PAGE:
Being Mean: Online and Off

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Being Mean: Online and Off

By Jarred Bogens-Francisco


During the 3rd week of March, specifically the 19th through the 23rd, the radio show Here and Now had a week long special on bullying. This was a six-part series that ran just shy of an hour. Bullying can complicate  and make school difficult even during scheduled academic breaks. It also has the ability to exacerbate life challenges after graduation.

There is a popular book that came out in 2007 called Thirteen Reasons Why. Netflix recently made it into a television series, further widening its reach. This book is a fictional story about a high school girl, named Hannah Baker, who commits suicide. As a measure of revenge, she leaves a box of audio tapes to the 13 people who she holds responsible for her demise. The story is seen from the perspective of Clay Jensen. Clay is portrayed as a typical high school student who receives the box of tapes. He wonders exactly what he did to deserve them. This story may be fictional and the book and TV series have notable differences. However, bullying is still a serious issue that has become more complex because of the constant connectivity of smart devices and social media.

According to Healthline.com, bullying is on the decline. However, there is a newer type of bullying that adults may not be aware of called cyberbullying. Paying attention to the President’s twitter feed or related news may be opening these adults’ eyes to cyberbullying being that what he says and does on Twitter seems to be cruel, vicious and garner vast amounts of attention.

Cyberbullying is probably the most important subtopic. At least 2 of the segments during Here and Now bullying series discuss cyberbullying specifically. Melania Trump has decided to fight the scourge of online harassment while her husband says, or tweets, statements that contradict her cause; some may find this awkward or perhaps contradictory.

Speaking of badly behaved Presidents, it could be argued that the first people to seriously deal with cyberbullying were our former President Bill Clinton and Monica Lewinski. She is quoted in saying that she was “humiliated to death”. In 1998 Lewinsky went from being an unknown White House intern to the infamous woman who had an affair with Bill Clinton while he was in his presidency. Lewinski became labeled as “that woman”. She admits that what she did was wrong. However, she feels that the attention she personally received for her role was overblown and unprecedented. In 2015 Lewinsky gave a TED Talk entitled “The Price of Shame.” During her talk, Lewinsky admitted that her situation had become so difficult that her mom made her shower with the door open. She also mentioned Tyler Clementi, a college freshman who was secretly recorded while being intimate with another male. Clementi jumped off the George Washington bridge days after the video was put on the internet.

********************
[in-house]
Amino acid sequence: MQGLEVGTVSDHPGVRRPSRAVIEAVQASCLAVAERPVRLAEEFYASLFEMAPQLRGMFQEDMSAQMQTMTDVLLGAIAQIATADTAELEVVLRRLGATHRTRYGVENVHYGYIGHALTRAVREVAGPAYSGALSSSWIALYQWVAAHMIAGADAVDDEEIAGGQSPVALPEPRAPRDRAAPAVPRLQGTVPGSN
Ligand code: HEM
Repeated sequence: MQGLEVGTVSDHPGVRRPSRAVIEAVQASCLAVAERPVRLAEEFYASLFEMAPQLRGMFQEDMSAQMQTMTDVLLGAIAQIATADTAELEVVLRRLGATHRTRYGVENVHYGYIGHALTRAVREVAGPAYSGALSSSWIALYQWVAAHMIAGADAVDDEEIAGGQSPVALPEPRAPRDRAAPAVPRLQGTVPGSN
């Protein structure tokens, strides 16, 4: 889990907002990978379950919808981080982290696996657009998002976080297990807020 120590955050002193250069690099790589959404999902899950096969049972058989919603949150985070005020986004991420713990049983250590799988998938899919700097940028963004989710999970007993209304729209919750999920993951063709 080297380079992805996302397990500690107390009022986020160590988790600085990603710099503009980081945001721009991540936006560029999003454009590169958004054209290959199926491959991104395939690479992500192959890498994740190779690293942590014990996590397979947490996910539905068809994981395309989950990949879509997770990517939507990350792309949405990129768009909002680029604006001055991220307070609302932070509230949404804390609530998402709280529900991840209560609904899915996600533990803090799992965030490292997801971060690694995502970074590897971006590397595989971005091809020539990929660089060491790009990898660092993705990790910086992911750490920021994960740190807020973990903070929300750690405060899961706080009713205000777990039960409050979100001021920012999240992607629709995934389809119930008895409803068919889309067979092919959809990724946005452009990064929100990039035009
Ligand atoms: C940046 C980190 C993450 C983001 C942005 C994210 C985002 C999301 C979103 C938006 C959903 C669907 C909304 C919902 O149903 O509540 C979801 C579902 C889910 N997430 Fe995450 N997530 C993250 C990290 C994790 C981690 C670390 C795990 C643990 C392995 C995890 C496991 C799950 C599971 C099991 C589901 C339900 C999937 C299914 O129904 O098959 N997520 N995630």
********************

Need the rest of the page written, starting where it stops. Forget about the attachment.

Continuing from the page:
The most important message that Lewinsky has for people suffering from humiliation is that even when it is tough it can be endured. Lewinski’s TED talk implores, “Anyone who is suffering from shame and public humiliation needs to know one thing: you can survive it.” We should endeavor to have compassion for ourselves and others because, “Everyone deserves compassion.”

The Here and Now segment that will probably surprise, and maybe shock, most people is about a person who came out as gay, then transgender, who admitted to being a bully of others within the LGBT community. Meredith Talusan, a transgender woman, had bullied others because she was insecure with herself. She attributes part of this to watching teen movies such as Mean Girls early in her transition. She made painful comments to other transgender people such as, “I don’t think you should wear that top.” or “I don’t think you should wear clothes that are that short.” Ironically, she was making these comments while wearing similar clothing. Talusan was bullying others to feel better about herself and avoid her own issues, as she puts it. Luckily, Talusan realized she should be more supportive of others because members of the LGBT community have plenty of serious problems which include discrimination, becoming victims of violence, and attempting suicide. It is unfortunate that many of these suicidal attempts are also successful.

There are two things that everyone can do when it comes to bullying. First, act with empathy. When someone is being bullied, a few kind words can save someone from negative feelings or stop them from harming themselves or others. Secondly, show the bully that their behavior is not acceptable. This does not necessarily mean getting in someone’s face. The idea is that if the bully is repetitively discouraged enough by those around them, they may realize that their actions are hurting others as well as how others see them.

Bullying and cyberbullying will likely continue to be a problem for the foreseeable future. If enough people do their part, perhaps we can save someone a little bit of trouble or maybe even save a life.

By | 2018-05-24T01:45:07+00:00 April 14th, 2018|Uncategorized|0 Comments